There's a thread somewhere about this David. The short answer is yes and you don't need to line it. I think it was the Melbourne City Council which did extensive testing and found the treatments only go a few mm at most at very tiny levels. It was deemed safe.
In the last several years I cannot remember much if any conversation about CCA treated timber for gardens on this site. But you can search the site using the search function. Just be prepared for many pages of irrelevancies but you just might get some gems in the mix.
The conventional wisdom is that CCA treated timber is not used for anything to do with gardens. Based on the thought (but no one has advanced any proof as far as I know) that the toxins would or could leach.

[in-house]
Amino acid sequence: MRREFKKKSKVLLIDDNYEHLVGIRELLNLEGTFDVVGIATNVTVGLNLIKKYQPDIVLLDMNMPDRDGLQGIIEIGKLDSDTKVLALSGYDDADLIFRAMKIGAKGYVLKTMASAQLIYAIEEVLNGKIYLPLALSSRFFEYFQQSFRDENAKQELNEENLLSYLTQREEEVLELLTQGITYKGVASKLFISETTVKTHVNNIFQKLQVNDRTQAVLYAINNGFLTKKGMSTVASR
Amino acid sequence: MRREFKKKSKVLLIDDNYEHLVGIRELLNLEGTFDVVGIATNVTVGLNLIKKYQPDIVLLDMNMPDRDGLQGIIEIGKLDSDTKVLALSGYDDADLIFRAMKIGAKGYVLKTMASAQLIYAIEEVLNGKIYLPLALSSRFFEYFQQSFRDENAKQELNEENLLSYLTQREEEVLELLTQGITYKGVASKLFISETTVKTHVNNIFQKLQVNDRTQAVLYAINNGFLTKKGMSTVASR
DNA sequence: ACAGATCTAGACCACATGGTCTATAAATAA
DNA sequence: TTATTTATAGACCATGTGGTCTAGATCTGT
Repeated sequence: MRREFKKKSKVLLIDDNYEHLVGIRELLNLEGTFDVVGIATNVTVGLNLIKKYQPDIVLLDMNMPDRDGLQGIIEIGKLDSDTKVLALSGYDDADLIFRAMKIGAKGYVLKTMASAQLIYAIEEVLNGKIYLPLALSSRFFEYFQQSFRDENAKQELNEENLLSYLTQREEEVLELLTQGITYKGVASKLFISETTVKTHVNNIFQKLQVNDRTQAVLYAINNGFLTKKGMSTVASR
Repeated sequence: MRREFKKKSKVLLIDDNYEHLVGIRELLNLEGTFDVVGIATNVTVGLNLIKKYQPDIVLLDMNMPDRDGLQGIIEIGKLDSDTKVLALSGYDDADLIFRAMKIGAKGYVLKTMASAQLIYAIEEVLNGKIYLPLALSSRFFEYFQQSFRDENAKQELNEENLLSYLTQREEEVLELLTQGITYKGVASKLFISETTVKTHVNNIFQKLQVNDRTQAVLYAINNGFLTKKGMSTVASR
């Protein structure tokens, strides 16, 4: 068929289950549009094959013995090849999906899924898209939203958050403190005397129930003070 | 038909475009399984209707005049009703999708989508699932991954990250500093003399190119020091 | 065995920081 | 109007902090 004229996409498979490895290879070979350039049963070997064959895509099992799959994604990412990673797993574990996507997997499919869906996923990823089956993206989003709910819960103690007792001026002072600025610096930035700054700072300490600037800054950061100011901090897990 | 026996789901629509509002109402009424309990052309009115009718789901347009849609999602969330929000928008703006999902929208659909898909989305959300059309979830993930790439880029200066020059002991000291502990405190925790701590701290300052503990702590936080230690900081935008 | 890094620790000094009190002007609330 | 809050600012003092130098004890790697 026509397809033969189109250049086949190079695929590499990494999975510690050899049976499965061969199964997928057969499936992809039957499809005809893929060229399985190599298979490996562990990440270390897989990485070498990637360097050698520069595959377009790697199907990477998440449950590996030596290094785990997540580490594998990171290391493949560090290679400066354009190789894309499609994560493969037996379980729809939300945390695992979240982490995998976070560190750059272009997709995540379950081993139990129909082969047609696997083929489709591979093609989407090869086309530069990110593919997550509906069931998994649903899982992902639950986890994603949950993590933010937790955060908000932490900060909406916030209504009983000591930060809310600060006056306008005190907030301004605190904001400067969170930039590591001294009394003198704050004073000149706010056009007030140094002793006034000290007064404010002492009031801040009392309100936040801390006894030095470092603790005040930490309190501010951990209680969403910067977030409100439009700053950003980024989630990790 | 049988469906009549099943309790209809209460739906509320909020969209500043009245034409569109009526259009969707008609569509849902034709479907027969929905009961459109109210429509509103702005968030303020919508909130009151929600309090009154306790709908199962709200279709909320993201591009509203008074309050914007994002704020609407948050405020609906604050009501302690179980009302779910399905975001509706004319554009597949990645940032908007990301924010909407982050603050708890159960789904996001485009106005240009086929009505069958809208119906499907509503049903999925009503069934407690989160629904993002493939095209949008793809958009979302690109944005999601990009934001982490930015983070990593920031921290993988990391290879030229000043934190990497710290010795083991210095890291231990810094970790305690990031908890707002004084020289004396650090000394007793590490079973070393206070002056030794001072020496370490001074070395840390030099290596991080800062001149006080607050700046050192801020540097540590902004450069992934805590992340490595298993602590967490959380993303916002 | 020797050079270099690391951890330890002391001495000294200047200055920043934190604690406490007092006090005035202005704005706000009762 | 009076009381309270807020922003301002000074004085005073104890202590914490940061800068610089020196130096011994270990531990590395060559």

Working on the 'better be sure than sorry' principle, I would not use it myself. My garden edges are all metal and now I've converted them to wicking beds, they are lined with builder's plastic, toxicity and leaching unknown. Frying pans and fires spring to mind!
I've read about the zinc leaching from galvanising too. My metal water tank is lined with some kind of plastic I think - it's powder-coated so perhaps whatever-that-is is in contact with the water. We don't drink the water but the food garden does.
Solution: follow your own feelings in the absence of proof.
Oh ye doubting Thomases. Here:
Please note the section about "Is it safe in my vege garden."
I'd still rather use ACQ than CCA. LOL. Just saying. However, there's no need to panic about CCA.
We'd love photos mate!